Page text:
Institute of Genealogy moved to UGA after six decades in Birmingham

Institute of Genealogy 2017 conference-h

August 18, 2017


Christopher James

Christopher James

Public relations specialist II

Public Service and Outreach
Work: 706-542-3631


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    The Institute of Genealogy and Historical Research debuted in July at its new home, the UGA Center for Continuing Education and Hotel, after nearly 60 years at Samford University.

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Athens, Ga. - The University of Georgia is helping transform a decades-old institution. The Institute of Genealogy and Historical Research debuted in July at its new home, the UGA Center for Continuing Education & Hotel, after nearly 60 years at Samford University.

The second-oldest institute on genealogy in the United States, the IGHR was able to expand thanks to UGA's facilities, opening evening classes and the opportunity to offer a family history expo to the public.

"We feel like we're working hard to grow it and build it," said Laura W. Carter, IGHR director and Athens resident. "A lot of people would love to attend but don't know it exists. The University of Georgia just provides resources and has an attitude of public service that many public universities do not have. I'm proud to be a graduate."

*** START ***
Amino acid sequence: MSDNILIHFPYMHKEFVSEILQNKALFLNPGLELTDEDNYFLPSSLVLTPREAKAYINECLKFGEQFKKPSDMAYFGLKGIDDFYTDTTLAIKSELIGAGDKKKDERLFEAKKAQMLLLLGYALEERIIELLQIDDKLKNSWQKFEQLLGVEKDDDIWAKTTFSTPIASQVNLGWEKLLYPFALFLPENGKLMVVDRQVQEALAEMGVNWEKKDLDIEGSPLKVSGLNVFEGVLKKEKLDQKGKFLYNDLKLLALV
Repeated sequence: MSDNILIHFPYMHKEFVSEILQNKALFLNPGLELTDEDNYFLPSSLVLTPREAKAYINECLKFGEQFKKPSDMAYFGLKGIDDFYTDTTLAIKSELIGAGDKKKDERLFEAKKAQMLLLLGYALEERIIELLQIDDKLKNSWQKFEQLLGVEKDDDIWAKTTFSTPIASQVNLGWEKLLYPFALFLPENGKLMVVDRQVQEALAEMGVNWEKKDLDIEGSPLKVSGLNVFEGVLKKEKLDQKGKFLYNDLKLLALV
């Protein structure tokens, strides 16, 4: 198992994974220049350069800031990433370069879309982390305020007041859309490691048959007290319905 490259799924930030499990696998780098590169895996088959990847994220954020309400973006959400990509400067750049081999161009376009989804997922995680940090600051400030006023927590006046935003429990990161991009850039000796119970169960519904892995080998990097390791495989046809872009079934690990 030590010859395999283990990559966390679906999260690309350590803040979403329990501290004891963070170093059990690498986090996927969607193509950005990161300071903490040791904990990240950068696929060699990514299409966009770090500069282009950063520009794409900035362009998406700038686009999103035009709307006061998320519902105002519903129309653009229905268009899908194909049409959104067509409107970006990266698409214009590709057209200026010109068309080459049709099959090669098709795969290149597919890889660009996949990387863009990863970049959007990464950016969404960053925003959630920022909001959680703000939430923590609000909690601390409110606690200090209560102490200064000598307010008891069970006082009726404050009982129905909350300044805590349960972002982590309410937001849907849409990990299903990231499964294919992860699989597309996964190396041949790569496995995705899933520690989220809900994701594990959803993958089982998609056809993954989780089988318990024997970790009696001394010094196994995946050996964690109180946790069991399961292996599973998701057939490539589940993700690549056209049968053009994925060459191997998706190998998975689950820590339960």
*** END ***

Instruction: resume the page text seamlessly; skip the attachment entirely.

This year's institute, held in July, drew 274 people, 52 more than the previous record.

Enthusiasts from 36 states, the District of Columbia and Canada all journeyed to Athens. The weeklong event is centered around a series of courses taught by experts on genealogical research, methodology and subjects. It attracts both career-minded professional genealogists and amateur enthusiasts.

Carter said the institute usually hosts around 10 courses each year. The center's 38,000 square feet of meeting space allowed IGHR to feature 11 courses this year with plans to expand to 12 by 2019.

Georgia Genealogical Society was one of 22 organizations/sites that submitted proposals for IGHR after the weeklong institute decided to look at new locations two years ago. The Center for Continuing Education offered a centralized location for classes, lodging and meals with space to grow the institute.

The UGA Libraries' extensive trove of records and documents made Athens attractive, as well. UGA is designated a document repository by the federal government and Carter said both the special collections and law libraries have a broad and deep collection of source material.

"Genealogy is more than trees and people," said Mark Lowe, a veteran IGHR instructor. "Those life stories are best told through records, manuscripts and collections. They're all right here."

Participants were able to utilize the Athens-Clarke County Library's Heritage Room as well as the plethora of UGA resources. John Colletta, an author and lecturer who has taught at IGHR for 22 years, said he enjoyed working in Athens.

"Laura loves this university and was determined to bring the institute here," he said. "The libraries have fabulous services. We're enjoying the change and I think as word gets out you'll have more people coming out for the public events."

Count Athens' Jean Giannasi among that group. A member of the Clarke Oconee Genealogical Society, Giannasi attended Colletta's lecture on how major weather events can affect family histories. She said she wants to attend the full institute next year.

"Having the institute identified with UGA is major," Giannasi said. "It's going to bring people who want to do this to Athens. It's going to be a big draw."


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